Council President Abel Gomez credits the $30 million Meridia Main Station retirement community project, completed in 2014, as the “critical anchor” that assured developers that demand for housing in Bound Brook was strong. By late 2014, the Meridia had filled nearly all 240 units, with rents ranging from $1,200 to $1,800 per month. The building is less than a five-minute walk from the Bound Brook train station. According to Mr. Gomez, the Meridia, the first major project in the Borough in 60 years, was completed before the flood control project was completed. He noted, “It was proof of concept for other developers. The developer that built there is world renowned and has built all over New Jersey.” Mr. Gomez explains that for the Borough, the project was a big win because it allows them to update the downtown and attract a new population to the Borough. He adds, “The Meridia Main Street Station project was completed due to a sense of belief in our town and what we have to offer.” In 2017, the developer of the project, Capodagli Property Group, received top honors at the Somerset County Land Development and Planning Awards in the category of Demonstrated Cooperation between Local Officials and Applicants Promoting Sound Planning Practices.

Recently, the old Bound Brook Hotel located across from Meridia Main Station was torn down for the six-story REVO Bound Brook, which will have 100 apartments with 5,740 square feet of retail on the first floor. In June 2018, Accurate Builders & Developers broke ground for Crossings at Raritan, a planned 276-unit apartment building adjacent to Raritan Station.

The Brook, which also recently broke ground, will have 64 units on the north side of West Main Street, and is planned for completion by October 2019, according to its developer Sterling Bridge and affiliate Reynolds Asset Management. Plans include a rooftop yoga studio, gym, and balconies on all units, and a first-floor gastropub. The Brook is the first of three phases that will deliver 156 units overall at the site of a former gentlemen’s club. There will be a mix of one- to two-bedroom units with expected rents around $1,395. Louis Reynolds of Ridgewood-based Reynolds Asset Management described The Brook as transit-oriented, built for people who don’t want a car, and fitting for recent college graduates who have found jobs in New York City.

An even bigger building from developer Lou Reynolds, tentatively called The Scalene, is in the conceptual stage and will be located on the south side of Main Street. The Scalene would be one of the tallest structures in Somerset County with 16 stories, including 196 apartments, 4 stories of parking, and commercial uses on the first floor.

Future Outlook

From a rebounding downtown, more pedestrian-friendly streets, and a wave of dense, mixed-use developments and new residents, Bound Brook is expecting many changes in the coming years. However, the Borough must still overcome some key obstacles. To maximize its potential as a transit village, it will need to support commuters by continuing to improve its transit station connectivity and pushing for long-awaited train service improvements, such as permanent one-seat peak service to NY Penn Station (temporarily suspended this summer) and improved communications about delays.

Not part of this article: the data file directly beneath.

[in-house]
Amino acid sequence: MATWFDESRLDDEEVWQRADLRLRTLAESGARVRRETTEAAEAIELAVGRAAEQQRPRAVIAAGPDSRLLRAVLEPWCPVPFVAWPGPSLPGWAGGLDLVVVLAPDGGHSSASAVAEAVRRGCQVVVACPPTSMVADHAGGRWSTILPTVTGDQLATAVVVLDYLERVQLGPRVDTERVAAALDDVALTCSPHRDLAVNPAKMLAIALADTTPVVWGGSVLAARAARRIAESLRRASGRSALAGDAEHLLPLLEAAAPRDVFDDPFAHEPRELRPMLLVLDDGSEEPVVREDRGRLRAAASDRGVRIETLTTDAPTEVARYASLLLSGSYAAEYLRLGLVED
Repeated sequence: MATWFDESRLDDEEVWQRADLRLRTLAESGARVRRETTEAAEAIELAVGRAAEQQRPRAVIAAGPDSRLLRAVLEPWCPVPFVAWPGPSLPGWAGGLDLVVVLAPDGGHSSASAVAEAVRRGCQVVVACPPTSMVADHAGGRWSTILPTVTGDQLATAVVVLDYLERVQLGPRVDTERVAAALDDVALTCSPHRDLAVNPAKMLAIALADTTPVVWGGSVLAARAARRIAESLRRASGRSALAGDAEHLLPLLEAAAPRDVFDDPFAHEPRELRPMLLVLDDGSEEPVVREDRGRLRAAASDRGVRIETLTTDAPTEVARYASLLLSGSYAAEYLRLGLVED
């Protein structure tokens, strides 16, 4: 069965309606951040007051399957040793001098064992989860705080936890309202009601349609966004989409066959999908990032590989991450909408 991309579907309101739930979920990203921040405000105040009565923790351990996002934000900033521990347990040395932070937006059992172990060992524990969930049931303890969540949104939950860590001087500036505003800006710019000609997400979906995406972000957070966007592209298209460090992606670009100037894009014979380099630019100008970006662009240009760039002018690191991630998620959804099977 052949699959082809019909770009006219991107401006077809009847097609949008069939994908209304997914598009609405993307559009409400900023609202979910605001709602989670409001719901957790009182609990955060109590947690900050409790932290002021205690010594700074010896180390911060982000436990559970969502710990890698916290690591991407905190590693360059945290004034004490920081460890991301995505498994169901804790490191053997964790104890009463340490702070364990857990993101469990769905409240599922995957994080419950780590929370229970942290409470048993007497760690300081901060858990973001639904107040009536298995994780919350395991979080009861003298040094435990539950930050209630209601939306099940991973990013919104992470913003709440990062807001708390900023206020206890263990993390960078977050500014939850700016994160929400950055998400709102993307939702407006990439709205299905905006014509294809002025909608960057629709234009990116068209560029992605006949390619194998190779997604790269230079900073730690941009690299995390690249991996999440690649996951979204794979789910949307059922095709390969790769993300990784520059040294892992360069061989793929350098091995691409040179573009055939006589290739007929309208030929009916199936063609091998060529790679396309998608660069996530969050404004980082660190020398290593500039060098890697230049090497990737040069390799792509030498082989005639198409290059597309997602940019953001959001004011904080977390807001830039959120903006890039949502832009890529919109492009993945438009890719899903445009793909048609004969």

Bound Brook residents, as well as the government and private sector, are all invested in transforming the Borough. According to Dr. McCullough, the Borough’s governing officials have effectively demonstrated bi-partisan collaboration in support of the SID and business development. Meanwhile, the Borough is continuing to work with NJ TRANSIT on plans to upgrade its train station waiting room.

It’s about creating a green space infrastructure that is really beginning to anchor ourselves, where the river is no longer a detriment, but an asset.” Abel Gomez, Bound Brook Councilman

Councilman Gomez sees access to the riverfront as the next big initiative facing the council. Currently, most of the county is isolated from the Raritan River. With the 2015 Riverfront Access Plan, which includes pedestrian and bicycle trails, the Borough hopes to transform the area into a welcoming public space. As a sign of things to come, in May 2018, the Borough announced a new boat and canoe launch site under the Queen’s Bridge, the first step of the Borough’s Riverfront Access Plan to restore public access to the Raritan River. The plan includes the creation of a waterfront park and a riverfront trail system. Step by step, Bound Brook is sailing towards a more vibrant, walkable and revitalized community.